Association between macroscopically visible tissue samples and diagnostic accuracy of EUS-guided through-the-needle microforceps biopsy sampling of pancreatic cystic lesions

Stefano Francesco Crinò, Laura Bernardoni, Lorenzo Brozzi, Luca Barresi, Giuseppe Malleo, Roberto Salvia, Luca Frulloni, Sokol Sina, Alice Parisi, Andrea Remo, Alberto Larghi, Armando Gabbrielli, Erminia Manfrin

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Abstract

Background and Aims: EUS-guided through-the-needle biopsy (TTNB) sampling has been reported to improve diagnostic yield compared with cytology for the evaluation of pancreatic cystic lesions (PCLs). The number of macroscopically visible tissue samples needed to reach an adequate diagnosis is still unknown. Methods: This is a retrospective, single-center study on consecutive patients with PCLs with risk features (cyst >3 cm, thickened wall, cyst growth during follow-up, and mural nodules) who underwent TTNB sampling. The capability of differentiating mucinous versus nonmucinous cysts, ability to obtain a cyst-lining epithelium, definition of the grade of dysplasia, and specific diagnosis of cyst histotype were evaluated for 1, 2, or 3 TTNB macroscopically visible specimens. Results: Sixty-one patients were evaluated. A 100% histologic adequacy was reached by 2 samples (P =.05 versus 1). Compared with cytology, 1 TTNB specimen improved the possibility of defining cyst histotype (P <.0001), whereas 2 specimens increased all 4 diagnostic categories (P <.003). Two specimens also increased diagnostic yield compared with 1 sample (P <.085). The collection of a third sample did not improve the value of any diagnostic categories. A specific diagnosis was reached in 74% of patients with 2 histologic samples. The diagnostic reliability of TTNB sampling compared with surgical histology was 90%, with a 22.9% rate of adverse events. Conclusions: Two TTNB macroscopically visible specimens reached 100% histologic adequacy and a specific diagnosis in 74% of patients. The collection of a third specimen did not add any additional information and should be avoided to possibly decrease the risk of adverse events.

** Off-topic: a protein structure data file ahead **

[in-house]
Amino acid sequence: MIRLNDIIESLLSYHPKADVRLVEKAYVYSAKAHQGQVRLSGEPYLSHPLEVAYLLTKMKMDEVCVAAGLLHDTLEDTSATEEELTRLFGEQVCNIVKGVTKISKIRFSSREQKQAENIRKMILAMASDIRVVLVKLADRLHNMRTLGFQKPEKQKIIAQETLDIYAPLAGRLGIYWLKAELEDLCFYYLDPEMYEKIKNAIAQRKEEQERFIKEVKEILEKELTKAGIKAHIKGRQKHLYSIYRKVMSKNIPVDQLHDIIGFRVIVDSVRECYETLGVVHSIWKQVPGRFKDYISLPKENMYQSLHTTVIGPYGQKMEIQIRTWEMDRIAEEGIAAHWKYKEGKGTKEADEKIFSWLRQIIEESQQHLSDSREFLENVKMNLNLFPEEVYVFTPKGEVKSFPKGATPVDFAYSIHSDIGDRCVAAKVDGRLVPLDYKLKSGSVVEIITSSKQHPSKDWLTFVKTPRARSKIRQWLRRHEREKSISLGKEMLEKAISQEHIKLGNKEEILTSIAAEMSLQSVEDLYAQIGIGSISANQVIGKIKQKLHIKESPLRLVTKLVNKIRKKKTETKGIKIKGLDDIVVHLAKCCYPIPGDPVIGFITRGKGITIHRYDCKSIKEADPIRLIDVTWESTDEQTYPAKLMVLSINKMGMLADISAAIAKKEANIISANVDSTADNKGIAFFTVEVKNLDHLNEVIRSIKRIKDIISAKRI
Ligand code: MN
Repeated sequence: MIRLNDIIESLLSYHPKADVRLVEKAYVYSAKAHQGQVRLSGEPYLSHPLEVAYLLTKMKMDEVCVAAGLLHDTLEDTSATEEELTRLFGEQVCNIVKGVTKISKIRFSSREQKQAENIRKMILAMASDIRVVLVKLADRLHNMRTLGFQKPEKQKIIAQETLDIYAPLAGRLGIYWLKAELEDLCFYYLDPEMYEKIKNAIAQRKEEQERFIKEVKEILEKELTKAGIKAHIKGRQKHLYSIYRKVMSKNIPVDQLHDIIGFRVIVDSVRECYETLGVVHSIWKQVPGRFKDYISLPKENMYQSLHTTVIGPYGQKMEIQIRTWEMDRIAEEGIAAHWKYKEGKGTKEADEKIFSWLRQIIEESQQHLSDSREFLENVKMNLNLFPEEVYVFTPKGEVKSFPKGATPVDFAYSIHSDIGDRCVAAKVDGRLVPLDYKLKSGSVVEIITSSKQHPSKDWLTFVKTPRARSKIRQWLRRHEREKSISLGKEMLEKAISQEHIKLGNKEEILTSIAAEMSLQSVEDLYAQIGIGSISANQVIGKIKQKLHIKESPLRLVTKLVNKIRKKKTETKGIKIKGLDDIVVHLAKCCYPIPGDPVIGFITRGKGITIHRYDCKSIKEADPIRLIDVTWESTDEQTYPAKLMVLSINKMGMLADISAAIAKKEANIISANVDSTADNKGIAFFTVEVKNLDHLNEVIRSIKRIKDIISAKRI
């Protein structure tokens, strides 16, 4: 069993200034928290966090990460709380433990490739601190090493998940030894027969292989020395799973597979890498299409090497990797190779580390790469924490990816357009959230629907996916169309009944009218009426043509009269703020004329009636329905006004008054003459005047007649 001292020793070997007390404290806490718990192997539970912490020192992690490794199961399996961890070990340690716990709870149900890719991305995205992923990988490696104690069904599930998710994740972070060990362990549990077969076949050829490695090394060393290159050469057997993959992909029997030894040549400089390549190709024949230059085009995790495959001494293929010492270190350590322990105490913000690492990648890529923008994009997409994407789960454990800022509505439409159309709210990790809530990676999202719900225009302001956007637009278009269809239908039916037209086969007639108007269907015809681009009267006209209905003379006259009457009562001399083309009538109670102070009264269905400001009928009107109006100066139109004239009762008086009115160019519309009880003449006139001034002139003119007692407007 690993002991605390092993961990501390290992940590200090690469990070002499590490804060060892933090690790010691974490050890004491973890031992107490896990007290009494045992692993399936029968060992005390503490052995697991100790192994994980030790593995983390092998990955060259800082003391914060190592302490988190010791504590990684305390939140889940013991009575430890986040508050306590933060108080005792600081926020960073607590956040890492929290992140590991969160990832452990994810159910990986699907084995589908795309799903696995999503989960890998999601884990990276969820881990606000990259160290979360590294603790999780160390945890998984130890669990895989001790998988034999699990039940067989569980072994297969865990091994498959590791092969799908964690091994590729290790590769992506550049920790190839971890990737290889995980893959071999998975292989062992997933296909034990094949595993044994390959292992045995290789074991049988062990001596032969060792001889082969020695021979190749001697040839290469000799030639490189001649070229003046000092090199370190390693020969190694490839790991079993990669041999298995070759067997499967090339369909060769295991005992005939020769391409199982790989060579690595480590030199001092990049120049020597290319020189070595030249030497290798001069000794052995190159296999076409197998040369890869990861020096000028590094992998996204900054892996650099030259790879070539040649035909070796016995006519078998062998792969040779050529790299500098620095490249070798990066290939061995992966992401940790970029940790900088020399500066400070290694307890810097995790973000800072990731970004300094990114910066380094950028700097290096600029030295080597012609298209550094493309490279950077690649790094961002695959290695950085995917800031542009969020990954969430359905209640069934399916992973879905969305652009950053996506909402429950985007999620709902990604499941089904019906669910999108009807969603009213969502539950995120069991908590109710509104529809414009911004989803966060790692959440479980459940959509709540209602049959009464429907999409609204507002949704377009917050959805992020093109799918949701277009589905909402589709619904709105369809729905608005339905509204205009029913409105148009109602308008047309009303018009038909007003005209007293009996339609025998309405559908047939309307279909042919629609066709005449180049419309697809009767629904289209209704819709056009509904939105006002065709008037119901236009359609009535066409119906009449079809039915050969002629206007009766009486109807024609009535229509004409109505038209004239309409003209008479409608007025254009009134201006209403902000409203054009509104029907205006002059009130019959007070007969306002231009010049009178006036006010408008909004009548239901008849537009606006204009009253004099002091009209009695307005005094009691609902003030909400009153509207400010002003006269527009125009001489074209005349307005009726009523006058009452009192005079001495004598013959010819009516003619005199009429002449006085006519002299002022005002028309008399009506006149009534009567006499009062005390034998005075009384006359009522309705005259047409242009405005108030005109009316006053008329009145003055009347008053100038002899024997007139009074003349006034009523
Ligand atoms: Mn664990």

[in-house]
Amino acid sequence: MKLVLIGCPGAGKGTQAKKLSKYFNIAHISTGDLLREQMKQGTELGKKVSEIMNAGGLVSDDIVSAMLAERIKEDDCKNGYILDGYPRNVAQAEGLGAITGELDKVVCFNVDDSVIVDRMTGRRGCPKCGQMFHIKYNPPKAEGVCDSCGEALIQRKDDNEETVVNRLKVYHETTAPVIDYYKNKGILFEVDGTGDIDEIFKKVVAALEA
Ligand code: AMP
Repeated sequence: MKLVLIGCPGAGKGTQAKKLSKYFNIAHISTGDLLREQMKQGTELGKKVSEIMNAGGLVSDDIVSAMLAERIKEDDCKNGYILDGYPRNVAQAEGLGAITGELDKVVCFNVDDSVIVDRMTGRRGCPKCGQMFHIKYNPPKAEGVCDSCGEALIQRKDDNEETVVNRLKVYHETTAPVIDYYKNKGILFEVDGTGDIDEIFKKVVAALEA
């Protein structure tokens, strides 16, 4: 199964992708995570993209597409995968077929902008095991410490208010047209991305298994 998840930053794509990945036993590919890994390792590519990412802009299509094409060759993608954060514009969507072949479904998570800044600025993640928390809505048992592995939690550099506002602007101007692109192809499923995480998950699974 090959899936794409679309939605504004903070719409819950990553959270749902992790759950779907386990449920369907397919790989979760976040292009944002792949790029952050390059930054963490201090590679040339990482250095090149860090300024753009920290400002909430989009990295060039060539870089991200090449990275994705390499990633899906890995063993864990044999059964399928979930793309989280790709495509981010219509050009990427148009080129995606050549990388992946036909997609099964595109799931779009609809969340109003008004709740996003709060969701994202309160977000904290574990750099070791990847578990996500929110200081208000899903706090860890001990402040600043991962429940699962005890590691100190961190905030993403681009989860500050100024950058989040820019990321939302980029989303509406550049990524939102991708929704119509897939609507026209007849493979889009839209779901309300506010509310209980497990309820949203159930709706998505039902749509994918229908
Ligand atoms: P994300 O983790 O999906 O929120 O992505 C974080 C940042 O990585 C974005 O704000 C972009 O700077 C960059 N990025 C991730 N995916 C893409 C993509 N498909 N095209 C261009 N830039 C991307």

Original languageEnglish
JournalGastrointestinal Endoscopy
DOIs
Publication statusAccepted/In press - Jan 1 2019

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ASJC Scopus subject areas

  • Radiology Nuclear Medicine and imaging
  • Gastroenterology

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